Interrill soil erosion processes and their interaction on low slopes
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Soil erosion by water is mostly the result of rainfall-driven and runoff-driven processes taking place simultaneously during a storm event. However, the effect of interaction between these two erosion processes has received limited attention. Most laboratory experiments indicate that the rate of erosion in a rain-impacted flow is greater than for un-impacted flows of similar depth and velocity, however negative interaction between the two processes has also been reported. There is no provision for any such interaction in any of the current erosion models. This paper reports on the results of a number of exact experiments on three soil types carried out in the flume of Griffith University's large Rainfall simulator to study interaction between rain and runoff processes. The results show that interaction is generally positive under approximately steady state condition and there is very limited sign of negative interaction reported by others. Results provide strong evidence that raindrops continuously peel fine sediment from larger stable aggregates. This mechanism could be the reason for positive interaction during simultaneous rainfall and flow driven erosion in well aggregated soils as a result of increased fine particles in the eroded sediment. Strong positive interaction between rain and runoff erosion also occurs for medium to large aggregates. This strongly suggests that mechanisms which are not well understood are operational. It is quite possible that particle movement can be stimulated by rolling or creeping in a size-selective manner. Indeed, such additional mechanisms may well be largely responsible for the positive interaction observed between rain and surface flow.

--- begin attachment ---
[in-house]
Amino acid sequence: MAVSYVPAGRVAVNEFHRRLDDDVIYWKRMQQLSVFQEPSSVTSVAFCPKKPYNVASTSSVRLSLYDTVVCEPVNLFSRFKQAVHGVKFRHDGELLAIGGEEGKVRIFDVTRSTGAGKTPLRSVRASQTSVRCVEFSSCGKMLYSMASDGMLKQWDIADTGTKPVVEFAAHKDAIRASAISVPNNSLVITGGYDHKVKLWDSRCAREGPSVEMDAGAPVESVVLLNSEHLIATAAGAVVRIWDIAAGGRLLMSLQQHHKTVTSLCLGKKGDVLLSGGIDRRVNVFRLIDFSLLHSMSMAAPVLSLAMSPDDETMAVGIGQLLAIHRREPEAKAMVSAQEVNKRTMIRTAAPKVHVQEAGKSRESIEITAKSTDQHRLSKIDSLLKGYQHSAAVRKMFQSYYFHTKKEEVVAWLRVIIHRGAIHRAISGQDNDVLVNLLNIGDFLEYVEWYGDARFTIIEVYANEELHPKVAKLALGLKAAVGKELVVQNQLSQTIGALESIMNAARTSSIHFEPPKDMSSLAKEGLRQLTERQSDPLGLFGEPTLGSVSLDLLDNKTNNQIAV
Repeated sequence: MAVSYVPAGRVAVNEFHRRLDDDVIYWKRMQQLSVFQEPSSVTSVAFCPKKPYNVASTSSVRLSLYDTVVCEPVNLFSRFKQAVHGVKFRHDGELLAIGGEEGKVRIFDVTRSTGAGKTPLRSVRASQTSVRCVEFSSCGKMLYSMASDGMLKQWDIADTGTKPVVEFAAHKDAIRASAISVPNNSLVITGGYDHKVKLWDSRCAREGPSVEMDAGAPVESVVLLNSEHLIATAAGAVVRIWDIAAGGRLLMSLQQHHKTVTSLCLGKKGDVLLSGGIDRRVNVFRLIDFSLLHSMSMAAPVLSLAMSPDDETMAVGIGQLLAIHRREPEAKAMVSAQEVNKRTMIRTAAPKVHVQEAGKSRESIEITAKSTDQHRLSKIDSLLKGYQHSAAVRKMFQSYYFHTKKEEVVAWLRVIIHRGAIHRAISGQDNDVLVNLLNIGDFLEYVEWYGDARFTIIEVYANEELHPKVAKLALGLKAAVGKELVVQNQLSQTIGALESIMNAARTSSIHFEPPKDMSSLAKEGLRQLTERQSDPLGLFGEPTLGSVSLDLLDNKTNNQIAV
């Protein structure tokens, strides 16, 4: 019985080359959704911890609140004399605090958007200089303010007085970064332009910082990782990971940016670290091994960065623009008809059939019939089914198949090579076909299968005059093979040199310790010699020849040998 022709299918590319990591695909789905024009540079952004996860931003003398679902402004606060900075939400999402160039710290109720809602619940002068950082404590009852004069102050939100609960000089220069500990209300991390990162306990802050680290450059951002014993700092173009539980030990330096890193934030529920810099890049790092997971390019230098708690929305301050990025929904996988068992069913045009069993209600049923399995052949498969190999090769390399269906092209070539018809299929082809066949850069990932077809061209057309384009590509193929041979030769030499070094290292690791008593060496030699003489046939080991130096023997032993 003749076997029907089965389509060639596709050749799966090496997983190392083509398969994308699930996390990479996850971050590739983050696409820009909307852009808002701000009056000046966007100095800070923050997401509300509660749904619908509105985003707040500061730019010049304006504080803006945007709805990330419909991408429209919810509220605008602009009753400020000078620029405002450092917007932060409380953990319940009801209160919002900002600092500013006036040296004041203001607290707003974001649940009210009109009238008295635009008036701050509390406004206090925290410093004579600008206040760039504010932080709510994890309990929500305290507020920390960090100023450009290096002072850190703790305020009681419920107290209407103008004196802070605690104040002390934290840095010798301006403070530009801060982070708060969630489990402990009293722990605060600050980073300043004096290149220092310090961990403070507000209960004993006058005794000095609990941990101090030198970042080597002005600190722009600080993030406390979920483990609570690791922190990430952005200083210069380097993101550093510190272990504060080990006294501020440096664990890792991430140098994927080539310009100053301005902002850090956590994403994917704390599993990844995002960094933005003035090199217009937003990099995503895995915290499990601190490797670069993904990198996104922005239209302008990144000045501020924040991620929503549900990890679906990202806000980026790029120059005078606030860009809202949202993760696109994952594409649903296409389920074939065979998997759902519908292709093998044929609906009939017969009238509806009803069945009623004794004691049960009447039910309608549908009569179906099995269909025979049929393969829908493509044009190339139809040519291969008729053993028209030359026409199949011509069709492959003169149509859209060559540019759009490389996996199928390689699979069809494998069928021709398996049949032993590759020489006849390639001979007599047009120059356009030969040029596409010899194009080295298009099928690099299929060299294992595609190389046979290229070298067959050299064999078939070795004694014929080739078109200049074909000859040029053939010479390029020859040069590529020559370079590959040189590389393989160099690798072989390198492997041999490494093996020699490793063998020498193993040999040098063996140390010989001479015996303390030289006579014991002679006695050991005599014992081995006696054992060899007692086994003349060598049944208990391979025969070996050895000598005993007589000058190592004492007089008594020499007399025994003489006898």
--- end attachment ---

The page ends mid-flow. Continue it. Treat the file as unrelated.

Earth Surface Processes and Landforms
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